Burma: Is the generals’ regime opening up?

Workers and youth fierce struggles ahead

The revolutionary movements in North Africa and the Middle East are still exercising the minds of dictators across the world. President Thein Sein and his 40 year old regime in Burma fear the same fate as that of Ben Ali in Tunisia and Mubarak in Egypt. The Burmese regime has begun to make limited democratic reforms. The opposition leader, Aung San Su Kyi, is likely to be elected to parliament in by-elections in April and trade unions are beginning to flex their muscles (See report below of strike action at a Chinese-owned factory).

It is now a race against time for the long-suffering and potentially revolutionary workers and youth of Burma to put their stamp on events and remove the generals from power.

Socialistworld.net carries background analysis by Keith Dickinson, Socialist Party, England and Wales (CWI).

Supporters of Aung San Suu Kyi’s National League for Democracy, election campaign rally in Meikhtila, central Myanmar, 5 March

Since the release from house arrest of Aung San Suu Kyi, the leader of the National League for Democracy (NLD) in Burma/Myanmar, in November 2010 the West’s capitalist powers have seized the opportunity to begin to move in, ‘licking their lips’ in anticipation of what they can gain. The first visit for 50 years of a US Secretary of State, Hilary Clinton, in December 2011 underlined the potential for them of this market of 56 million people.

Probably more important for these exploiters is that the country has plentiful reserves of oil, gas, hard timber and precious gems. The military government has already embarked on developing contracts. As the ‘Wall Street Journal’ puts it: “Business delegations… are streaming through Rangoon/Yangon, including ones from Austria and Germany, while the city’s main hotels – which suffered years of dismal occupancy rates – are now largely full with tourists and business people. Asian companies from Taiwan, Thailand and elsewhere are eyeing investments in a roughly 100 square mile, multibillion-dollar Dawei Special Economic Zone under development in southern Myanmar that will include roads, railways and a deep sea port”. As one of their correspondents says: "The interest in Myanmar/Burma spans every segment of business."

This is part of the strategic drive of the US to increase its influence in Asia. Recently, it has established a base for their armed forces at the port of Darwin, Northern Australia, and the Chinese leadership has already warned Obama against ‘interference’ in East Asia. The South China Sea now carries at least a quarter of the world’s shipping including almost all the oil for Japan and much of China’s. So these developments are a major factor behind the tentative ‘liberalising’ measures of the Burmese generals. They, it would seem, are looking to counterbalance the influence of the Chinese bureaucracy on their economy.

China’s Premier Wen Jiabao immediately visited Burma, ostensibly to discuss the suspension by the Burma regime of the Myitsone hydro-power dam project the Chinese were backing. The decision was probably influenced by the Kachin Liberation Army blowing up three bridges in the area which are on the main routes into China, as the dam will replace the villages of 2,000 people, but may also have been influenced by the attempt to rebalance the economy in the direction of the capitalist powers. The Greater Mekong Subregion (GMS) Summit in Naypyidaw included the other Mekong River Countries of Laos, Cambodia, Thailand and Vietnam. So if China demands you attend a conference in a hurry, you attend! China’s trade with Burma rose by more than half to $4.4 billion and China invested $12.3 billion in 2010.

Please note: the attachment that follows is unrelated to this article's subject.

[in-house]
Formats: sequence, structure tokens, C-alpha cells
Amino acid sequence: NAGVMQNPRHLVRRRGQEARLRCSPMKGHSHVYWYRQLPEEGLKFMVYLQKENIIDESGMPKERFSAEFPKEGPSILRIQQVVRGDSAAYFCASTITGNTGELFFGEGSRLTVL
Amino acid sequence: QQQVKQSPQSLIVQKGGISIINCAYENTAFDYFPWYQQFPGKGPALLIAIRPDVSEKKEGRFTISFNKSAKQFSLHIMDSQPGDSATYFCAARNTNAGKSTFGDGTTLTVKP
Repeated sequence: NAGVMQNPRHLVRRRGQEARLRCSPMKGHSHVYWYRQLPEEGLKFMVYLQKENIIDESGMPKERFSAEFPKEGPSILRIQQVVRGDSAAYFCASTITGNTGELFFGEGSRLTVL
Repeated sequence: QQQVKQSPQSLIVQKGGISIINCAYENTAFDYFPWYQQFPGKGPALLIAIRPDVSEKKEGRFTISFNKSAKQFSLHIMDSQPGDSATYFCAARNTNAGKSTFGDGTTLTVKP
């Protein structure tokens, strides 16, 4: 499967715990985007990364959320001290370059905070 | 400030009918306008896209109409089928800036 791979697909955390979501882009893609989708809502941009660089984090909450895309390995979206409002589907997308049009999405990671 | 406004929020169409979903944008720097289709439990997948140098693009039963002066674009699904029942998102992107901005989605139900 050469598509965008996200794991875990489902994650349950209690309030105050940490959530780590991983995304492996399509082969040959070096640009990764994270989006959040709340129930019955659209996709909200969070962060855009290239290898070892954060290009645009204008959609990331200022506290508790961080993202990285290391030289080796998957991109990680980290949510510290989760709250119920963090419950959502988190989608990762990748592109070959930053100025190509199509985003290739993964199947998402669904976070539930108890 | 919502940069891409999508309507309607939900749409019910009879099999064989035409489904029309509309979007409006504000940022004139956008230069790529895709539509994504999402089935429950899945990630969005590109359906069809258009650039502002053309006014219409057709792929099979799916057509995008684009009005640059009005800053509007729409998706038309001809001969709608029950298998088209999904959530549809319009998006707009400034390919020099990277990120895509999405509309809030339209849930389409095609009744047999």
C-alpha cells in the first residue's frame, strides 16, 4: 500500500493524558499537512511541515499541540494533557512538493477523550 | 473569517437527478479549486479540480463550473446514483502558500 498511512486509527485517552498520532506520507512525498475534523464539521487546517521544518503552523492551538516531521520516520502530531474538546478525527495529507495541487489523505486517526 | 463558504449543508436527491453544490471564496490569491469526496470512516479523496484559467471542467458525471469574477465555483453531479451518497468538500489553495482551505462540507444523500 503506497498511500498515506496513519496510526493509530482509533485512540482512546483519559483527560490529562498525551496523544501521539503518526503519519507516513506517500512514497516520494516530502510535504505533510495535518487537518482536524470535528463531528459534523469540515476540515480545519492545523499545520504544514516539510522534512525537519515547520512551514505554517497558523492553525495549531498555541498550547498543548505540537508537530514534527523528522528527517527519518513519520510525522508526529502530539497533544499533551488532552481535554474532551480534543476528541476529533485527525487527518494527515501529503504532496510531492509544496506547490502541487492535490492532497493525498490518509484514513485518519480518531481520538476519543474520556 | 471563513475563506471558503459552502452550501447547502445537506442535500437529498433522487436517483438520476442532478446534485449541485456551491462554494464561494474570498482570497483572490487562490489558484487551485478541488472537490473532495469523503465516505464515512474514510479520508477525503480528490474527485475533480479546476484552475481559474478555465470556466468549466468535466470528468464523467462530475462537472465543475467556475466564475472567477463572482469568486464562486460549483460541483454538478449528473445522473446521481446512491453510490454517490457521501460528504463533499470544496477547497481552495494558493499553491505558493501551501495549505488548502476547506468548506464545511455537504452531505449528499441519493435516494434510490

“Weirdest capital city”

The building of the new capital city, Naypyidaw – “the world’s weirdest capital city” – was started in 2005. It has been carved out of the jungle 200 miles north of Rangoon, and about 150 miles south of the second biggest city, Mandalay. Underlining this weirdness, a dispatch to the Daily Telegraph spoke of “the widest of highways swept by a broom wielding straw hatted army but empty of cars and people”. There is nothing but desolation all the way up these roads to a gleaming pagoda and presidential palace protected by a moat. Palatial accommodation is provided for the ministers and their civil servants who are the only population in the city. As the Telegraph commented at the time of the 2007 uprising, Naypyidaw “offers a secure bolt-hole should the ongoing protests escalate in Rangoon… one political analyst in Rangoon [said]… ‘They are running away from their own people.’” [23 September 2007.]

Since Clinton’s visit there has been a procession of ministers from capitalist governments visiting Burma, with the intention of getting a slice of the cake. William Hague, the British Foreign Secretary, publicised his trip as mainly to “encourage the Burmese government to continue its path of reform”. Alain Juppé, the French foreign minister, said: “We will respond – France and the EU – positively and in concrete terms to these significant gestures.” But their ‘concern’ has not been sufficient for them to take action against French oil, timber and gem companies who have broken the so-called sanctions for decades and super-exploited the Burmese workers.